“And I will be a Father to you, and you will be my sons and daughters, says the Lord Almighty.”
-2 Corinthians 6:18
Yesterday was Father’s Day. A great day for some, but painful for many. Maybe painful because of a bad relationship with their father during their formative years – a father that was emotionally distant, physically absent, abusive, or maybe controlled by addiction. Perhaps painful now because you are a father yourself and there is an empty seat at the family table – the child who has chosen the life of a prodigal, the son who has taken his own life, the daughter living in a halfway house recovering from chemical dependency.
Father-child relationships are challenging. Father-son relationships are even more so.
Dr. Ronald Levant writes in Psychology Today, the reason father-son relationships are so difficult is as follows; “Fathers feel an obligation to make their sons into men, in the classical/traditional sense of stoic, aggressive, self-reliant, stay-calm-in-the-face-of-danger manhood. As a result they feel that it is their job to wean their sons of their neediness, and to put a hard shell around their child’s vulnerable emotions such as fear, sadness, hurt, and loneliness.”
Where did we get this idea that men are not needy, vulnerable, fearful, prone to sadness, often hurting, and many times very lonely? I suffer from all of these “symptoms of manhood,” as do all of the male business practitioners and executives I coach and consult on a daily basis. We cannot make our sons into men. We can only model the right kind of behavior that points them to true manhood.
I’m the father of two children; a son and a daughter (see picture above from 2002). If you are like me, you don’t always model the best attributes of fatherhood, and perhaps you haven’t always had them modeled to you by your own father. But we have the perfect model available to lead us, love us, and forgive us. One who understands what it’s like to be human. His name is Jesus. He is Father, Son, and Holy Spirit – The Trinity. Jesus has all the qualities of perfection, yet suffered all the things Dr. Levant says we men are trying to teach our sons to avoid – vulnerability, fear, sadness, hurt, and loneliness. Jesus was 100% human and is 100% God – He experienced all the heartaches and temptations we experience; the things Levant says we fathers are trying to spare our sons from.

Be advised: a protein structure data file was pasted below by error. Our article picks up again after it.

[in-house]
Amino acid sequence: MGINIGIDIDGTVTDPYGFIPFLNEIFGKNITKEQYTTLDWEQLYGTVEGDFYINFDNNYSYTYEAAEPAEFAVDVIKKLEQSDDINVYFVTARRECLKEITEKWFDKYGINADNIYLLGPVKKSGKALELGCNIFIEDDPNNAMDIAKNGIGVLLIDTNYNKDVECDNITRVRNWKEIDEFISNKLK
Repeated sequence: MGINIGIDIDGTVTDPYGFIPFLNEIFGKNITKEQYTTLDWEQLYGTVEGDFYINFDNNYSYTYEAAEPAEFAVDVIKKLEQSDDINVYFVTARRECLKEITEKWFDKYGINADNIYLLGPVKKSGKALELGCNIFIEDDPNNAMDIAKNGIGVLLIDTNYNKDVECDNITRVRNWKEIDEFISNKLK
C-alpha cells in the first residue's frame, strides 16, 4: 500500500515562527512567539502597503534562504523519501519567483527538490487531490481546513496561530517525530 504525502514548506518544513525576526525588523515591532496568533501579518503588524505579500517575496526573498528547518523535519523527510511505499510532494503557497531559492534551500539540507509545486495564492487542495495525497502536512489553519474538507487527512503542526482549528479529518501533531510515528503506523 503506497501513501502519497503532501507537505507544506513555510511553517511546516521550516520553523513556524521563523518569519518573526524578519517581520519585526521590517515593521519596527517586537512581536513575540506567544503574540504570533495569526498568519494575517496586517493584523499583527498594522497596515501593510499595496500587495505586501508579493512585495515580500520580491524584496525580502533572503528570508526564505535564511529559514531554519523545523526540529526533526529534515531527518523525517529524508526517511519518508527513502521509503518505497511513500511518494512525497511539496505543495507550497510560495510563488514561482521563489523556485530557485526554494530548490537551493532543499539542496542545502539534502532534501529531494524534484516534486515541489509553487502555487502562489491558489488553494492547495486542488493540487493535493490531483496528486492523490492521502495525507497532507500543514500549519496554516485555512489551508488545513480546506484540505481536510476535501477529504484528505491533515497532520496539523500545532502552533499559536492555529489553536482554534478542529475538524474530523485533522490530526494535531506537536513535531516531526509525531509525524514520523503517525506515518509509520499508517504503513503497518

Jesus experienced fear in the Garden of Gethsemane, evidenced when he said to His disciples, “My soul is overwhelmed with sorrow to the point of death.” Then He prayed, “My Father, if it is possible, may this cup be taken from me.” Jesus apparently felt the emotion of fear, yet without sinning, as He quickly followed His request with, “Yet not as I will, but as you will.” (Mt. 26:38-39). Jesus experienced sadness when he learned of His friend Lazarus’ death. The scriptures tell us He was sad and moved to tears, demonstrating His vulnerability and expressed in the shortest verse in the Bible, “Jesus wept.” He hurt when He was flogged (scourged), crowned with thorns that were thrust into his skull, and then slapped in the face (John 19:1-4). Jesus knew loneliness. Isaiah 53:3 says He “was despised and rejected by men; a man of sorrows, and acquainted with grief.” There is no greater by-product of rejection than loneliness. His final words on the cross were, “My God, my God, why have you forsaken me (Mt. 27:46)?”
Perhaps it’s time to quit lying to our sons? To quit trying to make them into the men we can’t even be ourselves. Maybe telling the truth – that we are needy and vulnerable and unable to do it alone – would serve our sons better? That fear, sadness, loneliness, and hurt will visit us often, but we need not despair.
We need not despair because we have a “friend who sticks closer than a brother” – one who has demonstrated His love for us by doing what we could not do for ourselves. One who doesn’t spare us from the “symptoms of manhood,” but equips us for completeness. One who calms our fears, comforts us when we are sad, sustains us when we hurt, and supplies us with companionship when lonely.